Accenture Capital Markets Blog

Asset managers have been focused in the past mainly on driving scale and efficiencies into their investment operations. Now, many firms are turning to a new playbook. Its priorities? Using digital as the engine to enhance revenue, client centricity and market share. And doing this successfully requires firms to embrace a new way of working and thinking about investment operations.

In this blog I want to highlight the three main areas of investment operations where we’re seeing firms embrace change.

1. Modernization of neglected assets and products

Historically, manual processing has been the norm for some complex asset and product types such as OTC derivatives. The complexity of these assets means they typically fall outside the industrial-strength, scalable models supporting the more standard assets. But that’s changing now as technology evolves, enabling new operational capabilities to support these products.

Modernizing operations for these assets and product types by using scalable technology solutions for key functions and process optimization can not only drive cost reduction but also provides firms with the time to focus on value-generating activities. This is especially important as operations teams struggle to keep pace with the rapid evolution of product and investment strategies that we are seeing at clients today.

2. Focus on investment services and intelligence

Investment operations are moving toward service-based and value-driven practices utilizing maturing innovative digital solutions. We see this focus becoming especially prominent in the middle office, with investment management being a primary internal consumer of market intelligence/portfolio analytics.

There are also two key areas emerging where service-based operations can provide value to the front office.

  • Portfolio analytics: Soon, customized and innovative investment capabilities, like separately managed accounts (SMAs), could become the norm, highlighting the demand for real-time insights into individual portfolio behaviors. As a result, investment operations teams’ analysis would need to expand from single portfolios to broader regional, strategy, client and/or enterprise holdings. Operations teams would need both the technology to enable this and the capital markets talent and expertise to bring it to life.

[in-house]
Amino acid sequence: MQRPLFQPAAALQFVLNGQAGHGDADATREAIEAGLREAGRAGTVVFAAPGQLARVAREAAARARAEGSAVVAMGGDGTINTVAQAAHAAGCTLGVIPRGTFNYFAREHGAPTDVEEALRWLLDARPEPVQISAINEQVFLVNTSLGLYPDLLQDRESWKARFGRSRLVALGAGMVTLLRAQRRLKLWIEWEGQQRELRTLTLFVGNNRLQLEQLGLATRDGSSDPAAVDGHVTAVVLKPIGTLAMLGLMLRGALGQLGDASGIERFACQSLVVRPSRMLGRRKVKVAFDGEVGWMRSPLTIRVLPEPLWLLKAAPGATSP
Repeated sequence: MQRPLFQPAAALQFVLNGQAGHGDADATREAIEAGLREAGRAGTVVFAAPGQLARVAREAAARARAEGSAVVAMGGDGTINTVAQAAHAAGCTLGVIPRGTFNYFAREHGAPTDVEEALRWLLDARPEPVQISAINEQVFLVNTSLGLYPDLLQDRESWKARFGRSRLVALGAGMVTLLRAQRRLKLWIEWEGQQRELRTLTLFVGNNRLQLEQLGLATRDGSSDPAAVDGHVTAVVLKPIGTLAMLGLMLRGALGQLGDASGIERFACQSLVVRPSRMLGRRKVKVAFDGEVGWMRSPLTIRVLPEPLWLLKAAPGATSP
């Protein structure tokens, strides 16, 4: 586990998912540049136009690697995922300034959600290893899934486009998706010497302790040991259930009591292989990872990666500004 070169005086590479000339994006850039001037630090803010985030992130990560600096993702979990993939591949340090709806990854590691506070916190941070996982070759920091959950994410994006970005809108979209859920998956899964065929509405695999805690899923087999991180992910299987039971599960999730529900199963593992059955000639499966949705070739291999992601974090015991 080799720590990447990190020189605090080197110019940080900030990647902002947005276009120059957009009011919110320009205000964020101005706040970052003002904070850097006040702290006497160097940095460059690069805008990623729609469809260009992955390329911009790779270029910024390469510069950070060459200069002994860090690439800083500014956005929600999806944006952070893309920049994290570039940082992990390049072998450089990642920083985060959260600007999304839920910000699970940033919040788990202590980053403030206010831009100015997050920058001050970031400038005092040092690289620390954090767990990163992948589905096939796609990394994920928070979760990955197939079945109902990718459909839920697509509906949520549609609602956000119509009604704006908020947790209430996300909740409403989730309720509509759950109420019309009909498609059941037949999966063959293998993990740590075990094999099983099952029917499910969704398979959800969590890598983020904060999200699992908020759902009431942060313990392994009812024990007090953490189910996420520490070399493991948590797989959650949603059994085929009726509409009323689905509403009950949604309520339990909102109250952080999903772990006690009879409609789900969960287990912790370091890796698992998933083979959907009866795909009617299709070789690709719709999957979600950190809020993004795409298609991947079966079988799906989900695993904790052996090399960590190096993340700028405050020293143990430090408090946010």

• Market intelligence: Today, operations teams are coordinating requests from investment management, but they’re doing so in silos. So, there is a need for an already emerging “focus on service” that could play a critical role in enabling better coordination, faster turnaround and a more seamless experience for internal consumers. For example, if investment management requires advice to understand foreign exchange (FX) arrangements in target markets, ‘investment services’ could be able to contribute broad-based market knowledge, liaise directly with industry partners and provide timely insights to the front office.

3. Increasing understanding and interactions with both internal and external clients

Increasingly, we’re seeing investment operations teams facing off directly with institutional clients and internal sales teams – not just at the leadership level, but also through to functional management. The drivers? Client requests and internal sales teams seeking to broaden their organization-wide understanding of clients.

Though investor interaction by investment operations teams was already emerging before 2020, COVID-19 accelerated this trend. Looking ahead, what began with a focus on resilience could evolve into an effort of building better relationships.

We’re also seeing these interactions increasingly happening with internal teams across sales, marketing and product strategy. As a result, these new, two-way partnerships across the organization are providing benefits for:

  1. Business case development: Proactive definition of cost and operating model implications arising from client requests/customization.
  2. Data-driven client strategy: Increased portfolio/performance data availability to sales, marketing and product strategy to supplement client analytics.
  3. Client understanding: A deeper knowledge of the institutional client base, product strategy and macro retail client base across the organization.

The shift: Investment operations moving to a digital and client-centric era

Technology, data and scalability will enable investment operations’ new service-focused, client-centric operating model. As teams face up to this era of perpetual reinvention, they ultimately need to understand that the best way to prepare for the future is to create it. Thus, operations leaders who are acting to reshape, reinvent and evolve their operations may be better placed in the long run.

Learn more about other 2021 trends we are seeing in asset management. If you’d like to talk about your own operations innovation journey or discuss any ideas you might have around digital, please reach out. I’d love to hear from you.

Caroline Chambers

Caroline Chambers

Senior Manager – Asset Management​

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